By Dom Cioffi
As soon as I graduated from college, I took a job and went to work in the corporate world. I wore a suit every day and called on customers in an attempt to earn their business. It was not my dream situation, but I was under the impression that it was time for me to grow up and be part of the “real world,” whether I liked it or not.
It took a little over a year and half to finally realize that I wasn’t cut out for that lifestyle. I was a creative type and none of my creative sensibilities were being excited. I thought about it for many months and then quit.
I didn’t know what I was going to do next, but I knew it had to be something I enjoyed or my life was going to turn into one long act of drudgery. I decided to assess my skills and interests and see if I couldn’t coalesce the two into a reasonable career path.
Throughout my school years, I had always excelled at art. I aced every art class I was in, drew pictures for my high school and college yearbooks, and had won awards for several of my designs. And it seemed like any time I sat down to relax, I always ended up doodling.
I also had a knack for creative writing and was told by several college professors that I should pursue journalism since I was able to churn out copy so quickly. When I put those two together, it was clear that I should either write and illustrate children’s books or draw cartoons. Since the book thing seemed more daunting, I decided to go the cartoon route.
The idea of drawing cartoons was not new to me. I had drawn hundreds of cartoons over the years in my notebooks and drawing pads. I’d come up with funny ideas and then sketch them before handing them around for my roommates or family to admire. I guess I had fantasized about being a cartoonist, but never took the idea seriously until life forced my hand.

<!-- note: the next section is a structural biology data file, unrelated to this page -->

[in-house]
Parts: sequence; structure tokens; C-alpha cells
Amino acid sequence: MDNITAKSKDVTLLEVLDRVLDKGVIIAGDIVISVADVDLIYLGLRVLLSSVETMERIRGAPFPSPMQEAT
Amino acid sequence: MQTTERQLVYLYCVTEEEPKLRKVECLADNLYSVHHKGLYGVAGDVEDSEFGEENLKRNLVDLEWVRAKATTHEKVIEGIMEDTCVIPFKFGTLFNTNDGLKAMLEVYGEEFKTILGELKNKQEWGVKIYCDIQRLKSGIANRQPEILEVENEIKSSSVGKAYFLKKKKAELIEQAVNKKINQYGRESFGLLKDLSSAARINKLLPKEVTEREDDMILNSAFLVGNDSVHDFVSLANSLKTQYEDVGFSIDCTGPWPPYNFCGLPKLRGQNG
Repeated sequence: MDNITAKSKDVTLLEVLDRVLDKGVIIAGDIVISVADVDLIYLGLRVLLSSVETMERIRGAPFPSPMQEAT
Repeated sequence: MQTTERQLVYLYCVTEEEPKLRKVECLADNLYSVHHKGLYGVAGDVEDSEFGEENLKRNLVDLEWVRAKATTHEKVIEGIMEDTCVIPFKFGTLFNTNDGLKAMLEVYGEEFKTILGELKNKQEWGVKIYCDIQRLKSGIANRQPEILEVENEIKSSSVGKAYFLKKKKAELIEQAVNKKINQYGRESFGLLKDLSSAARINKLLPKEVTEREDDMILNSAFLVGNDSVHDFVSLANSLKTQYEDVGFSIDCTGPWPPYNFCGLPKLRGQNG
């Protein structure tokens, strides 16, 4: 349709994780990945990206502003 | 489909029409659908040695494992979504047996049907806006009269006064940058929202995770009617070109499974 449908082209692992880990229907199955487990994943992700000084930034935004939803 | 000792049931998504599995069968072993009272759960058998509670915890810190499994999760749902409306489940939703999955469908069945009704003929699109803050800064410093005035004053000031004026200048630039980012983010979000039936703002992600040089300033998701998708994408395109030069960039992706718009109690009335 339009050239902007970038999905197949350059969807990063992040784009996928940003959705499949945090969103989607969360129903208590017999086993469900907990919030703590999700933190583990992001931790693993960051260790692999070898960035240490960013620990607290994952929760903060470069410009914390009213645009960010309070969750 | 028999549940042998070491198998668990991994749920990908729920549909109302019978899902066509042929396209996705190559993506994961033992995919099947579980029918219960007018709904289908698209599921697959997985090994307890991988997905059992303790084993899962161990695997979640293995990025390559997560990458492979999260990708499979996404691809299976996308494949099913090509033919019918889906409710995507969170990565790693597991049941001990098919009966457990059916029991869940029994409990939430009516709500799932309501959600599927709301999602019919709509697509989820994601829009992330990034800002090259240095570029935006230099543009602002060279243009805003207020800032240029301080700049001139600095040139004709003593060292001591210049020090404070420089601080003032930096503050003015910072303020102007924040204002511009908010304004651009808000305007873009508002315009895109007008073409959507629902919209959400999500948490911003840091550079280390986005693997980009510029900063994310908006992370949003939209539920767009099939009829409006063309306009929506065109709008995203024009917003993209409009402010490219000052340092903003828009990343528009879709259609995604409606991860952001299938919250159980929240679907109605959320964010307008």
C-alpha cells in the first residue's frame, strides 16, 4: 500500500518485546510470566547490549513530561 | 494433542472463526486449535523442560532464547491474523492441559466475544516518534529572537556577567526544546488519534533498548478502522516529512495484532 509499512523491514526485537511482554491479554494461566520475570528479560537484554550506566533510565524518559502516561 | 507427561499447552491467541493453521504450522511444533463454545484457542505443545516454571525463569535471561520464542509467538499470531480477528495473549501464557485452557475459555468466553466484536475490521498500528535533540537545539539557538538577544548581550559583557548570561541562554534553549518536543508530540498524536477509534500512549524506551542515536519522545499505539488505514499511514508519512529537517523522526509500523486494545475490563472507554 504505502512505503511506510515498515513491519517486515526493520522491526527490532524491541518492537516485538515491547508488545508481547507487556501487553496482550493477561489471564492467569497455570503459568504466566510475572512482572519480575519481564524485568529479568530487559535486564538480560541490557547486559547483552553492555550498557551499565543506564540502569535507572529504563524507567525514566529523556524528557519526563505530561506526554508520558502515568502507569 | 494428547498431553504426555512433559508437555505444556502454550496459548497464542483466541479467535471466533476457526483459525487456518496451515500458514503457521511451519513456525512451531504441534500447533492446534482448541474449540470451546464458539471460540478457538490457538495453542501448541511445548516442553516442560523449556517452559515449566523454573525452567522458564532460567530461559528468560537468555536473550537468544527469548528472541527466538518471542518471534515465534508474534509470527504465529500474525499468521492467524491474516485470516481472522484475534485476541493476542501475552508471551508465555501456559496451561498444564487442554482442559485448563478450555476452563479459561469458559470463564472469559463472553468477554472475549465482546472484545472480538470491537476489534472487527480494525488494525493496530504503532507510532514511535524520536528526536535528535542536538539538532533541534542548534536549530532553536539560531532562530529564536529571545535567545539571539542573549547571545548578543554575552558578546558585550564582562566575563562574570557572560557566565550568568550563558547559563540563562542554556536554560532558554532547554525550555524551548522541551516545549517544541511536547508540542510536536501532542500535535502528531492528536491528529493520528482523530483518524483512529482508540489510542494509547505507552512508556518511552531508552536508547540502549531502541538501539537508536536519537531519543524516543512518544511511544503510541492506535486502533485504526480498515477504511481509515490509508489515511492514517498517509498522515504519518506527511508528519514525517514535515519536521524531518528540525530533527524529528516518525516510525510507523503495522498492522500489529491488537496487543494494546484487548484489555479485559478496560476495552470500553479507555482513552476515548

I knew it wasn’t something I could approach haphazardly, so I made a definitive plan for myself. I would create 10 single-panel cartoons (in the same vein as “The Far Side”) and then approach local newspapers to get them published. Once officially published, I would then create a marketing package to send off to cartoon syndicates in the hope of one day being nationally syndicated.
I would give myself one year. If I couldn’t make substantial gains on this path in that time, I would reassess and head in a new direction.
I spent weeks searching through my sketchbooks for the best ideas. Once I had 10 solid concepts, I went to work drawing them. I wanted to have a unique and noticeable style, so I made sure every panel had a similar feel. I then carefully crafted the text that would accompany each cartoon, spending hours getting the cadence and structure of the words just right.
I remember an immense feeling of accomplishment when I had all 10 panels completed. I then planned to visit every weekly newspaper in Vermont. My goal was to meet each publisher, introduce myself and my cartoons, and then hopefully leave with an agreement for publication. If I couldn’t see the publisher, I had a small packet to leave behind so they could still review my work.
I also had a nifty idea where I would send each publisher one of my cartoons in which they were a character in the panel. I hoped that one small act would endear me to them.
The first newspaper I approached was The Mountain Times, where the publisher agreed to see me. He reviewed my work, laughed at a few cartoons, then asked me some unrelated questions about my life. He then told me he’d think about publishing my work and get back to me.
By the time I arrived home, he had left a message on my answering machine to call him. He told me he would be happy to publish my cartoons but was more interested in hiring me part-time to work at the newspaper.
My cartoons ultimately ran in The Mountain Times for several years, but more importantly, I began a new career path in the newspaper business where I spent the next 15 years.
I learned an important lesson in that experience: Follow your passion and opportunities will reveal themselves.
Bob Ross followed his passion of painting landscapes and in the process inspired millions of people to tap into their inner artist. But as the new documentary from Netflix, “Bob Ross: Happy Accidents, Betrayal & Greed” reveals, behind this endearing story of passion and success, lies an ugly grab for power.
Check this one out if you’ve ever been lulled into a meditative trance by one of Bob Ross’s painting shows. You’ll learn that the man at the center of this story was as genuine and sincere as they get — it was the characters around him that caused the problems.
A happy little “B” for “Bob Ross: Happy Accidents, Betrayal & Greed.” Got a question or comment for Dom? You can email him at [email protected]